Letters To The Editor
June 17, 2009 - MidWeek
Kudos to MidWeek for having the courage - and sense of decency - to publish the guest column from Hakim Ouansafi of the Hawaii Muslim Center.
When I read Jerry Coffee’s original column, “Just What We Need, Islam Day,” I was astounded that MidWeek - even given your reputation for welcoming a wide range of views - would publish such a hateful screed. It is one thing to worship your god, quite another to publicly denigrate a religion that boasts 1.5 billion followers worldwide. And as other writers have well noted, Mr. Coffee’s own holy book includes a number of passages that make modern believers uncomfortable - or at least ought to - from stoning to slavery.
Thank you, too, to Mr. Ouansafi for his intelligent, rational response to such obvious bigotry. Hopefully, Mr. Coffee took note.
Further ‘out there’
It seems to me that Jerry Coffee and Susan Page - like many Republicans these days (where do they get their marching orders from?) - are getting further and further “out there” in their hateful rhetoric. Mr. Coffee’s anti-Islam diatribe is a good (but sad) example, Ms. Page’s omigod-the-Communists-are-taking-over column is another.
Surely, you can find Republicans who write with more intelligence, reason and aloha. Can’t you?
Avoid a Columbine
As a retired major with the Honolulu Police Department, I want to address negative effects of the current budget crisis affecting the state Department of Education. April 20, 2009, was the 10th anniversary of the Columbine High massacre in Colorado. As a direct result of that incident, then-DOE Central Complex superintendent Patricia Hamamoto and retired police officer Rodney Goo devised a program placing retired law enforcement officers in Hawaii’s secondary public schools, which was implemented in March 2000 as the School Safety Manager (SSM) Program.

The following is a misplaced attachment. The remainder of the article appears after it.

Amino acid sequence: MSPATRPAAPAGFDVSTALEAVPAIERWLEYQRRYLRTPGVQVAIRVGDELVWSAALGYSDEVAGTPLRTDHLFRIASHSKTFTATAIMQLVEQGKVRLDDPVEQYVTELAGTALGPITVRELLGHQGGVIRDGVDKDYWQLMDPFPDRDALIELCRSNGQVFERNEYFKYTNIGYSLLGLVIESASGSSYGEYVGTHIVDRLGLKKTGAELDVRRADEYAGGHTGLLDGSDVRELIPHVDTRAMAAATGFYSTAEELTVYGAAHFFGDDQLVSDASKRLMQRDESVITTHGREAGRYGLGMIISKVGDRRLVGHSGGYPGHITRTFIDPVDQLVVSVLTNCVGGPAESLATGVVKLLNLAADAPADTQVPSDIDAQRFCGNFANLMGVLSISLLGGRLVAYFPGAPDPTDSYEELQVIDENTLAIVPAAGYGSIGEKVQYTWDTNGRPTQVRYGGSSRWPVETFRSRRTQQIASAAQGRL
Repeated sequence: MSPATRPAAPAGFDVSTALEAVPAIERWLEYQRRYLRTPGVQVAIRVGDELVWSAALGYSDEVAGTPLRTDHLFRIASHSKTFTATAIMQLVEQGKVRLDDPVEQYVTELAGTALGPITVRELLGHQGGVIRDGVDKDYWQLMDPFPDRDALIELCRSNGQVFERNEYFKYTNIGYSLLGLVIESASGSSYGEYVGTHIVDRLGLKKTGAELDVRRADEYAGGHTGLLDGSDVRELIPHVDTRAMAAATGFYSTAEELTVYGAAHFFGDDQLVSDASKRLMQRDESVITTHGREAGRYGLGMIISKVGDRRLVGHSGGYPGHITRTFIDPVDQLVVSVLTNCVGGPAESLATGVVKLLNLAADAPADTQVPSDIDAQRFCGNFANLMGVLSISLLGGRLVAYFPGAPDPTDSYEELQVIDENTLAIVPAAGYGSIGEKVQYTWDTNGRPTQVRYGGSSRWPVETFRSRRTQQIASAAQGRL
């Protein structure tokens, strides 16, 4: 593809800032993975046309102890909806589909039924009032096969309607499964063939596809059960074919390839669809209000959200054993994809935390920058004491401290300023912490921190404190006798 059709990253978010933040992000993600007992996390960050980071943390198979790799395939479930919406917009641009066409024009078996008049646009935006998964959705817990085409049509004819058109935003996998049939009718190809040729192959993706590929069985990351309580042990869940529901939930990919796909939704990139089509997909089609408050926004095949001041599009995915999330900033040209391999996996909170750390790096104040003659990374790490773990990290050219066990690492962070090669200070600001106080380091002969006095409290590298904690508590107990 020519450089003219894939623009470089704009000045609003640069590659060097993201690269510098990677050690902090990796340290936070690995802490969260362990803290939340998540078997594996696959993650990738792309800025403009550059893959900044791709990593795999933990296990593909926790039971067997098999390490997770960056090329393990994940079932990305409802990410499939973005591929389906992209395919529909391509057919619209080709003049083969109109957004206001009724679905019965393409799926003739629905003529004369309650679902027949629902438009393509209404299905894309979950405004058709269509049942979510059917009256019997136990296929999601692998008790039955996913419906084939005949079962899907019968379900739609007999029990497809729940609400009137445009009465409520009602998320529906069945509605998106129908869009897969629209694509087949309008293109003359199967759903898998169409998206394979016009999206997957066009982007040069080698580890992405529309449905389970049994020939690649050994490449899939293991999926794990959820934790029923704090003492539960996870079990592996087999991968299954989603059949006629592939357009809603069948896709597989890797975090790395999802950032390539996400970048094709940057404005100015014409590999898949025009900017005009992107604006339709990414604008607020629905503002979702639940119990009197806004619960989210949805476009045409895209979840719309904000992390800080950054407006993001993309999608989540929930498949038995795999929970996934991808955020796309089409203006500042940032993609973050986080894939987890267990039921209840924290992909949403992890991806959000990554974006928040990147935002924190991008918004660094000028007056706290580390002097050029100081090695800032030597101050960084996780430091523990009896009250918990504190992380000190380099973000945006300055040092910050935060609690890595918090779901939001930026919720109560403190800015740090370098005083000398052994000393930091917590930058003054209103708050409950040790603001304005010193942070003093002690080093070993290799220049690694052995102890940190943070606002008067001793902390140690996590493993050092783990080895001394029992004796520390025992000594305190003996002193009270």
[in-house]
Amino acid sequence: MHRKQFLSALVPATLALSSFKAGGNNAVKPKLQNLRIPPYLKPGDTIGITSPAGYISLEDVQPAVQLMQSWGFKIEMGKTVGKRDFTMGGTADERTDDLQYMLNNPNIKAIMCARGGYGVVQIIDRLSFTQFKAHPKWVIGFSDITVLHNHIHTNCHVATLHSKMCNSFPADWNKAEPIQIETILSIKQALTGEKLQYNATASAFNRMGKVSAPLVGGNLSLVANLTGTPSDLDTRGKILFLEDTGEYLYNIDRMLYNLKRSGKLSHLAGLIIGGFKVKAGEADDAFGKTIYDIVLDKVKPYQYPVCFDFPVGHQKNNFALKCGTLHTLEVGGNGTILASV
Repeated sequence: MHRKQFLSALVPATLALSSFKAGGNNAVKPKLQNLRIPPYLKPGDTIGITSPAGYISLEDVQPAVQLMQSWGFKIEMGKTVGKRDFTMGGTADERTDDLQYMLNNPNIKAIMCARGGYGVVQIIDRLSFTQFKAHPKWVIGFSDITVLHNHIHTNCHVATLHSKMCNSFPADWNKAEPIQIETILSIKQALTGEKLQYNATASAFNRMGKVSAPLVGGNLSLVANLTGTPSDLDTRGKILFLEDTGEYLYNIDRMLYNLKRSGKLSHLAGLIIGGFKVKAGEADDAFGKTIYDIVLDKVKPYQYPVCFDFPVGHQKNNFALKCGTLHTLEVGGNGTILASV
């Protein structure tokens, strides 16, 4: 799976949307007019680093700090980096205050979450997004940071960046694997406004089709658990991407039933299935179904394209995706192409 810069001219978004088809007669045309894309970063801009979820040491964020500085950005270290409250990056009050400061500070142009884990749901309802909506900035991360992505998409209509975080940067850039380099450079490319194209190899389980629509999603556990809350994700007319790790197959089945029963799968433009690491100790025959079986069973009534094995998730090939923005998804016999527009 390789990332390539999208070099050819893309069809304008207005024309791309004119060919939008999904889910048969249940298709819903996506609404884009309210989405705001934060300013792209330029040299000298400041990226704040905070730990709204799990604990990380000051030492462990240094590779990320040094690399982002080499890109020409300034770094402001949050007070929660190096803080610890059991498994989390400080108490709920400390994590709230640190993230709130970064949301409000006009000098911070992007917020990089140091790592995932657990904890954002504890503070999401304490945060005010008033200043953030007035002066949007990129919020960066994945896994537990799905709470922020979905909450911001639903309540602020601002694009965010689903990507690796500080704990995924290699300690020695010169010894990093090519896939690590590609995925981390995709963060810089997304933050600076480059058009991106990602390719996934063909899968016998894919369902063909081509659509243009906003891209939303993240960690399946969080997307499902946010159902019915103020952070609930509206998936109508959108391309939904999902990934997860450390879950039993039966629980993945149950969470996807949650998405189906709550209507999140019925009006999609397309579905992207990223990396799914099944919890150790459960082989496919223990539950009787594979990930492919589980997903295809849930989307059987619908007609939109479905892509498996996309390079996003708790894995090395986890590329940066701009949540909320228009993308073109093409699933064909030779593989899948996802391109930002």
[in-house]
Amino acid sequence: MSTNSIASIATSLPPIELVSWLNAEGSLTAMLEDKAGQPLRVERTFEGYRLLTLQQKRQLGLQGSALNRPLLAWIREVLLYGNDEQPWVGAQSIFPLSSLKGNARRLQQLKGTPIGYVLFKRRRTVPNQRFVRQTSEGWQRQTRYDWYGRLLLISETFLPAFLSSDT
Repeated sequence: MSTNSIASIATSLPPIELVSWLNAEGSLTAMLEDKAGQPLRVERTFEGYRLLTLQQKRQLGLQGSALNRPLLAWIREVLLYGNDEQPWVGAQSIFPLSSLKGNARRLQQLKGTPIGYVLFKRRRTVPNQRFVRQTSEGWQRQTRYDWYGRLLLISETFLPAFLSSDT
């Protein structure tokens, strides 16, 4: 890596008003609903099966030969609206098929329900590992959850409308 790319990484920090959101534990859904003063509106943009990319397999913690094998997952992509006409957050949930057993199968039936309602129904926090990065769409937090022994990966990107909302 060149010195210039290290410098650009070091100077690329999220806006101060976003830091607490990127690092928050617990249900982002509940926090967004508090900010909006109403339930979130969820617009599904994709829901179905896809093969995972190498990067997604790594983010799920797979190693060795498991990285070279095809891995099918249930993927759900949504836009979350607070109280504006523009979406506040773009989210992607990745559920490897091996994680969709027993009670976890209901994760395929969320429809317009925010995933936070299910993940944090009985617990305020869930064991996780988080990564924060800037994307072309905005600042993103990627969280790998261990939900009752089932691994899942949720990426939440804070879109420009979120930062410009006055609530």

The SSMs’duties included, but were not limited to, training and supervising the school security attendants, and acting as resource persons and liaisons with outside agencies, primarily law enforcement, which over the years have proven their worth in many ways.
At one point, the number of secondary public schools participating in SSM numbered approximately 80. But because of the current fiscal crisis, the number of schools participating in the program is expected to decrease to about 20 for next school year. As an astute member of the community recently commented: “How quickly they forget!” referring to the reasons why the School Safety Manager Program was created.
Trends on the Mainland historically take 10 to 15 years to get to Hawaii, although with the increasing popularity of the Internet, that is changing.
I firmly believe that it is only a matter of time until a school shooting will happen in Hawaii, and I would hate to see students, teachers, staff or others seriously injured or killed because administrators in the DOE wanted to save some money by discontinuing SSM. I hope the DOE rethinks retaining SSM to enhance the learning process by keeping campuses safe and secure.
Robert L. Silva
People like Roger Simon (“Americans’ Everyday Gun Violence”) are fear mongers whose agenda is to take away our most fundamental right, self-defense.
There are no human rights without the right of self-defense. Acasual reading of the local papers provides numerous instances of persons murdered or assaulted in the most cruel and capricious fashion: a woman beaten to death in Kailua blocks from the police station; hikers stabbed on a popular trail; a woman knifed to death while sitting on a bench. In each case, our government not only denied these persons the right to effective self-defense, it also created the conditions of their deaths by releasing violent felons or people diagnosed with violent psychoses.
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